This books deals with one of the greatest puzzles of the universe, i.e. “The Ontology and Nature of Knowledge” which has long been a matter of considerable controversies among the Western and Muslim Philosophers.
Having critically examined the viewpoints of Western and Muslim philosophers regarding the ontology of knowledge, the author proposes his own theory on perception called “The Reversion Theory” in part I. Discussing the issue of Mind, body, and mental qualities from the perspectives of monistic theories including Behaviorism, Functionalism, and the Correspondence Theory in one hand, and the dualistic theories of Plato, Aristotle, Avicenna (IbnSīnā), and MullaSadra on the other, the book deals in details with the “Spirit and its nature” as a very significant issue.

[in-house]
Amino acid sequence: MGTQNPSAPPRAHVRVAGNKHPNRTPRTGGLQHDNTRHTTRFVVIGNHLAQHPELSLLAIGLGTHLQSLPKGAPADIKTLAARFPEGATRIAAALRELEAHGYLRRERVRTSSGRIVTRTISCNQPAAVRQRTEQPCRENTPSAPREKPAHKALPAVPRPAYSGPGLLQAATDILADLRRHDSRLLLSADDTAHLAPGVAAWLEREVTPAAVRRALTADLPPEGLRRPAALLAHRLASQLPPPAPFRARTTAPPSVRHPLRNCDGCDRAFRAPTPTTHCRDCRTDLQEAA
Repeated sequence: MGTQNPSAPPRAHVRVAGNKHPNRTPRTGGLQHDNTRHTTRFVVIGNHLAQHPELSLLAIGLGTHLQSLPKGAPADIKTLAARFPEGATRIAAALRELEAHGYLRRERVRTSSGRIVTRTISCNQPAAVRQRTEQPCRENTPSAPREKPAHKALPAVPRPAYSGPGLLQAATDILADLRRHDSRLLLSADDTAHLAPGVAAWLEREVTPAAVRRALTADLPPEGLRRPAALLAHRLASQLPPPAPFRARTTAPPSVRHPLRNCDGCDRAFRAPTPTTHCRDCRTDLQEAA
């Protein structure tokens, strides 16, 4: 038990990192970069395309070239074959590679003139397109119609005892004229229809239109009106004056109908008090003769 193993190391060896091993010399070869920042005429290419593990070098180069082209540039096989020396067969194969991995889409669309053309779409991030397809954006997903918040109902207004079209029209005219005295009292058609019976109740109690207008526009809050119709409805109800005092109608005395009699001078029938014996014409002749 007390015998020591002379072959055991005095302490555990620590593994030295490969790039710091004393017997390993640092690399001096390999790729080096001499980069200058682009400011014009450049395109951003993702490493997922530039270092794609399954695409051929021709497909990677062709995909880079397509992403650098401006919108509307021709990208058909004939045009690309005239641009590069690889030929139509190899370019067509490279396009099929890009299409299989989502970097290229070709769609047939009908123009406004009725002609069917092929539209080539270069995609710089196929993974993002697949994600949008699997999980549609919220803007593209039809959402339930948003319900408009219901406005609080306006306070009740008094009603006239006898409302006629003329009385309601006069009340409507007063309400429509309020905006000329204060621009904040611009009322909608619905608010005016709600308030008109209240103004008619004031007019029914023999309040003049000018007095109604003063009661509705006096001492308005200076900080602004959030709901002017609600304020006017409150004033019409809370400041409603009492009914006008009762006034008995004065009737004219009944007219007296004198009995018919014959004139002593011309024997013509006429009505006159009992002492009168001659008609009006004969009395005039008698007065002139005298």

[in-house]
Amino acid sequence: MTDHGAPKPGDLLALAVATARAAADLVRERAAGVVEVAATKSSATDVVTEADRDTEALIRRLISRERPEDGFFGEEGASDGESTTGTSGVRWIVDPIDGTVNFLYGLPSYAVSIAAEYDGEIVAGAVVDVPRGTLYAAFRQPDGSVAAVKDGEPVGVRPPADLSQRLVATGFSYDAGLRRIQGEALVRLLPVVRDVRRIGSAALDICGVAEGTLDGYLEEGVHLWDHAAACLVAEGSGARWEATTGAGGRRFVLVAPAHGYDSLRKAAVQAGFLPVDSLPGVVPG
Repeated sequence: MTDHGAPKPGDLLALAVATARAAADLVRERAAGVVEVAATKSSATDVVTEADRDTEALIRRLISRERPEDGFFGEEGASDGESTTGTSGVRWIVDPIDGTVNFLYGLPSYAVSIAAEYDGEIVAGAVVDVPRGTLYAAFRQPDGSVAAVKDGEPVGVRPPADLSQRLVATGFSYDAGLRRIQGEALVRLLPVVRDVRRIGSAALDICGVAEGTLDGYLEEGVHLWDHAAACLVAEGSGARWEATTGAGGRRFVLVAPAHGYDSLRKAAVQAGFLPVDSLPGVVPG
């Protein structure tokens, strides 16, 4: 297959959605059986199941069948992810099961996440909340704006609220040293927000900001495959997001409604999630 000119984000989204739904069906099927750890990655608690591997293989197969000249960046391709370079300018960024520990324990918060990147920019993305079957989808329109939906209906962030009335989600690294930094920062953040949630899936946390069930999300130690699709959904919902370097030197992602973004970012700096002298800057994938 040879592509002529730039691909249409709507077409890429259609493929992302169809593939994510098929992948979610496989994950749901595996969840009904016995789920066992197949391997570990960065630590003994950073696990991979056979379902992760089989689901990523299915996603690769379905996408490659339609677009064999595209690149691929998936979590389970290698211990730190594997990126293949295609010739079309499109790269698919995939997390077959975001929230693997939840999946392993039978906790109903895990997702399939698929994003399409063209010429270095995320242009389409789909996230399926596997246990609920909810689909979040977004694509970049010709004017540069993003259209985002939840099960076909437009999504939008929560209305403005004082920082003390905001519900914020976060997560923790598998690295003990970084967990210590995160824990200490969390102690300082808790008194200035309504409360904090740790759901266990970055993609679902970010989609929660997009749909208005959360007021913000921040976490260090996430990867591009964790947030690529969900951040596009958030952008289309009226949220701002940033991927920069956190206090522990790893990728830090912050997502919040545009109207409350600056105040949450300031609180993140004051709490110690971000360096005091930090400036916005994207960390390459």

Reconsidering the dualistic theories and critically examining the monistic ones, The “Reversion Theory” presents a novel view on perception and seeks to propose new ideas regarding such significant epistemological problems as the sense perception, generalities’ ontology, the nature of thinking, the error of reasoning, the awareness, and the essence of memory and imagination within this novel theoretical framework.
The second part of the book deals with the reconsideration of the epistemology, investigating the tripartite elements of knowledge as “True Justified Belief”. Having criticized such theories as correspondence, coherence, and pragmatism, a new theory called “The Theory of Common Sense in Truth” is proposed within the framework of Reversion Theory. Moreover, the book defends “The Theory of Common Sense in Justification” after reviewing the tenets of Foundationalism and Coherentism.
“Epistemology” is undoubtedly an important step in proper understanding of mingling knowledge and religion on the one hand and systematic production of religious knowledge on the other.